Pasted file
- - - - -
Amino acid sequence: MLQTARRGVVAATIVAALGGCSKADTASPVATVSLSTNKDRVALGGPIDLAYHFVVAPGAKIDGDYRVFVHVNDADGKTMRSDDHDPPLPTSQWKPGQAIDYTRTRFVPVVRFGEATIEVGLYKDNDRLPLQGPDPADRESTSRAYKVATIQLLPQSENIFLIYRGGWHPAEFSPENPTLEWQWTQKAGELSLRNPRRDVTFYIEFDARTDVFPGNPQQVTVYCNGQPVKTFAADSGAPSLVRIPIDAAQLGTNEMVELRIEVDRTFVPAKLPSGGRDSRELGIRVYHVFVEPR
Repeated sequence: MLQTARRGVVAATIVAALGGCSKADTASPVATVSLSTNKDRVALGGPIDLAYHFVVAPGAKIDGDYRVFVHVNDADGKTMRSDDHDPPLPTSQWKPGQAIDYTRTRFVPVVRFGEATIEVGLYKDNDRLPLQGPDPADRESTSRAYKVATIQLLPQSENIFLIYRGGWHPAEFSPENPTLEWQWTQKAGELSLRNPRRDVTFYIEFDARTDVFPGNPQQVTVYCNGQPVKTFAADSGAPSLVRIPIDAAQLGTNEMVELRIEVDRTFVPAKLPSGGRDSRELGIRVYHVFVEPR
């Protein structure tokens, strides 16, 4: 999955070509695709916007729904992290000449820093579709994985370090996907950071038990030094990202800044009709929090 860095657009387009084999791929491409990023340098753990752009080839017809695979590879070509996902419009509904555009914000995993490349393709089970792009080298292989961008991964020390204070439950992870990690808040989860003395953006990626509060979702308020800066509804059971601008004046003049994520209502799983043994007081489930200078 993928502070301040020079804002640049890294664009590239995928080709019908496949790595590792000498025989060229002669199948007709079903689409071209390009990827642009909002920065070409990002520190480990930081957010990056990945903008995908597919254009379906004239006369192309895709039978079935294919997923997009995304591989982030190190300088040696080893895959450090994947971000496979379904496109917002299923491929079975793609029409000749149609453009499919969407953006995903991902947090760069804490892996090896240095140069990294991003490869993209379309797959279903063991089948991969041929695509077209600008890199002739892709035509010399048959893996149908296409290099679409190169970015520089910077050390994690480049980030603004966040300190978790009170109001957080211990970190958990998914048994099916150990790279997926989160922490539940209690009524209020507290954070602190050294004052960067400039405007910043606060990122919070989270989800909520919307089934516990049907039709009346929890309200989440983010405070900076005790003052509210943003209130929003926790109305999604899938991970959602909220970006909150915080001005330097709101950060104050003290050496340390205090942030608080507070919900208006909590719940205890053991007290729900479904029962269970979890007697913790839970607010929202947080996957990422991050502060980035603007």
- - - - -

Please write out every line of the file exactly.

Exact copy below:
Amino acid sequence: MLQTARRGVVAATIVAALGGCSKADTASPVATVSLSTNKDRVALGGPIDLAYHFVVAPGAKIDGDYRVFVHVNDADGKTMRSDDHDPPLPTSQWKPGQAIDYTRTRFVPVVRFGEATIEVGLYKDNDRLPLQGPDPADRESTSRAYKVATIQLLPQSENIFLIYRGGWHPAEFSPENPTLEWQWTQKAGELSLRNPRRDVTFYIEFDARTDVFPGNPQQVTVYCNGQPVKTFAADSGAPSLVRIPIDAAQLGTNEMVELRIEVDRTFVPAKLPSGGRDSRELGIRVYHVFVEPR
Repeated sequence: MLQTARRGVVAATIVAALGGCSKADTASPVATVSLSTNKDRVALGGPIDLAYHFVVAPGAKIDGDYRVFVHVNDADGKTMRSDDHDPPLPTSQWKPGQAIDYTRTRFVPVVRFGEATIEVGLYKDNDRLPLQGPDPADRESTSRAYKVATIQLLPQSENIFLIYRGGWHPAEFSPENPTLEWQWTQKAGELSLRNPRRDVTFYIEFDARTDVFPGNPQQVTVYCNGQPVKTFAADSGAPSLVRIPIDAAQLGTNEMVELRIEVDRTFVPAKLPSGGRDSRELGIRVYHVFVEPR
């Protein structure tokens, strides 16, 4: 999955070509695709916007729904992290000449820093579709994985370090996907950071038990030094990202800044009709929090 860095657009387009084999791929491409990023340098753990752009080839017809695979590879070509996902419009509904555009914000995993490349393709089970792009080298292989961008991964020390204070439950992870990690808040989860003395953006990626509060979702308020800066509804059971601008004046003049994520209502799983043994007081489930200078 993928502070301040020079804002640049890294664009590239995928080709019908496949790595590792000498025989060229002669199948007709079903689409071209390009990827642009909002920065070409990002520190480990930081957010990056990945903008995908597919254009379906004239006369192309895709039978079935294919997923997009995304591989982030190190300088040696080893895959450090994947971000496979379904496109917002299923491929079975793609029409000749149609453009499919969407953006995903991902947090760069804490892996090896240095140069990294991003490869993209379309797959279903063991089948991969041929695509077209600008890199002739892709035509010399048959893996149908296409290099679409190169970015520089910077050390994690480049980030603004966040300190978790009170109001957080211990970190958990998914048994099916150990790279997926989160922490539940209690009524209020507290954070602190050294004052960067400039405007910043606060990122919070989270989800909520919307089934516990049907039709009346929890309200989440983010405070900076005790003052509210943003209130929003926790109305999604899938991970959602909220970006909150915080001005330097709101950060104050003290050496340390205090942030608080507070919900208006909590719940205890053991007290729900479904029962269970979890007697913790839970607010929202947080996957990422991050502060980035603007």